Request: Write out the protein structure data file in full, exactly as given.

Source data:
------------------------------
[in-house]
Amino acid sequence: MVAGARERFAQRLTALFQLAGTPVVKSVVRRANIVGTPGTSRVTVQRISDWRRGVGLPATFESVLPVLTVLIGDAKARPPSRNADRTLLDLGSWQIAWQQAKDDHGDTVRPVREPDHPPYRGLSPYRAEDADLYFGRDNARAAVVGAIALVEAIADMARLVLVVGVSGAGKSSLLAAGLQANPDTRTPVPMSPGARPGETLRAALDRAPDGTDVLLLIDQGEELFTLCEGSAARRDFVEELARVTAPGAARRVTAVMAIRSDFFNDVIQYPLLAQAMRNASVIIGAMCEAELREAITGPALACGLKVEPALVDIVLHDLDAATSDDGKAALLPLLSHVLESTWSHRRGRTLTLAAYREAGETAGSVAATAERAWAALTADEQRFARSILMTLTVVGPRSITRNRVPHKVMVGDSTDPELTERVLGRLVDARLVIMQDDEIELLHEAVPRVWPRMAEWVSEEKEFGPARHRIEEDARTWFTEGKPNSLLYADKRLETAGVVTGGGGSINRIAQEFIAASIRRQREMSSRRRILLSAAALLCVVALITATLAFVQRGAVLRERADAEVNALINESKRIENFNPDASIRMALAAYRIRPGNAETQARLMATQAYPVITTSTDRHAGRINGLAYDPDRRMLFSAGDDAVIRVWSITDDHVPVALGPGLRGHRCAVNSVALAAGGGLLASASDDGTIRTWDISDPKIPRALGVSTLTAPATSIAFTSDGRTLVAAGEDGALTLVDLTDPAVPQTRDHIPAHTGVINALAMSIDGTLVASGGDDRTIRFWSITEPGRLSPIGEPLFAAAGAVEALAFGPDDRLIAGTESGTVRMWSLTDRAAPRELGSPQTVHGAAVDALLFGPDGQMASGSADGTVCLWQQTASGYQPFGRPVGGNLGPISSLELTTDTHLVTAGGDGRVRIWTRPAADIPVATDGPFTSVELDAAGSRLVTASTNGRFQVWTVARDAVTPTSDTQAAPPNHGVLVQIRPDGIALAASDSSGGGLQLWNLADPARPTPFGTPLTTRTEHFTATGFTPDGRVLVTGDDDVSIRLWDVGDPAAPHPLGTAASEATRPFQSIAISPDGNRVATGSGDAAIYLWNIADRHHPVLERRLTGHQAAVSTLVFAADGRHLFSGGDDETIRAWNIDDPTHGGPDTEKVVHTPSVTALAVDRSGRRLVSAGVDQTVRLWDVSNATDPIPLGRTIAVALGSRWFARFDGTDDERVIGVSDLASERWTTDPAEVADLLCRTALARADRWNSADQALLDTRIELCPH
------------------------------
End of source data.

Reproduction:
[in-house]
Amino acid sequence: MVAGARERFAQRLTALFQLAGTPVVKSVVRRANIVGTPGTSRVTVQRISDWRRGVGLPATFESVLPVLTVLIGDAKARPPSRNADRTLLDLGSWQIAWQQAKDDHGDTVRPVREPDHPPYRGLSPYRAEDADLYFGRDNARAAVVGAIALVEAIADMARLVLVVGVSGAGKSSLLAAGLQANPDTRTPVPMSPGARPGETLRAALDRAPDGTDVLLLIDQGEELFTLCEGSAARRDFVEELARVTAPGAARRVTAVMAIRSDFFNDVIQYPLLAQAMRNASVIIGAMCEAELREAITGPALACGLKVEPALVDIVLHDLDAATSDDGKAALLPLLSHVLESTWSHRRGRTLTLAAYREAGETAGSVAATAERAWAALTADEQRFARSILMTLTVVGPRSITRNRVPHKVMVGDSTDPELTERVLGRLVDARLVIMQDDEIELLHEAVPRVWPRMAEWVSEEKEFGPARHRIEEDARTWFTEGKPNSLLYADKRLETAGVVTGGGGSINRIAQEFIAASIRRQREMSSRRRILLSAAALLCVVALITATLAFVQRGAVLRERADAEVNALINESKRIENFNPDASIRMALAAYRIRPGNAETQARLMATQAYPVITTSTDRHAGRINGLAYDPDRRMLFSAGDDAVIRVWSITDDHVPVALGPGLRGHRCAVNSVALAAGGGLLASASDDGTIRTWDISDPKIPRALGVSTLTAPATSIAFTSDGRTLVAAGEDGALTLVDLTDPAVPQTRDHIPAHTGVINALAMSIDGTLVASGGDDRTIRFWSITEPGRLSPIGEPLFAAAGAVEALAFGPDDRLIAGTESGTVRMWSLTDRAAPRELGSPQTVHGAAVDALLFGPDGQMASGSADGTVCLWQQTASGYQPFGRPVGGNLGPISSLELTTDTHLVTAGGDGRVRIWTRPAADIPVATDGPFTSVELDAAGSRLVTASTNGRFQVWTVARDAVTPTSDTQAAPPNHGVLVQIRPDGIALAASDSSGGGLQLWNLADPARPTPFGTPLTTRTEHFTATGFTPDGRVLVTGDDDVSIRLWDVGDPAAPHPLGTAASEATRPFQSIAISPDGNRVATGSGDAAIYLWNIADRHHPVLERRLTGHQAAVSTLVFAADGRHLFSGGDDETIRAWNIDDPTHGGPDTEKVVHTPSVTALAVDRSGRRLVSAGVDQTVRLWDVSNATDPIPLGRTIAVALGSRWFARFDGTDDERVIGVSDLASERWTTDPAEVADLLCRTALARADRWNSADQALLDTRIELCPH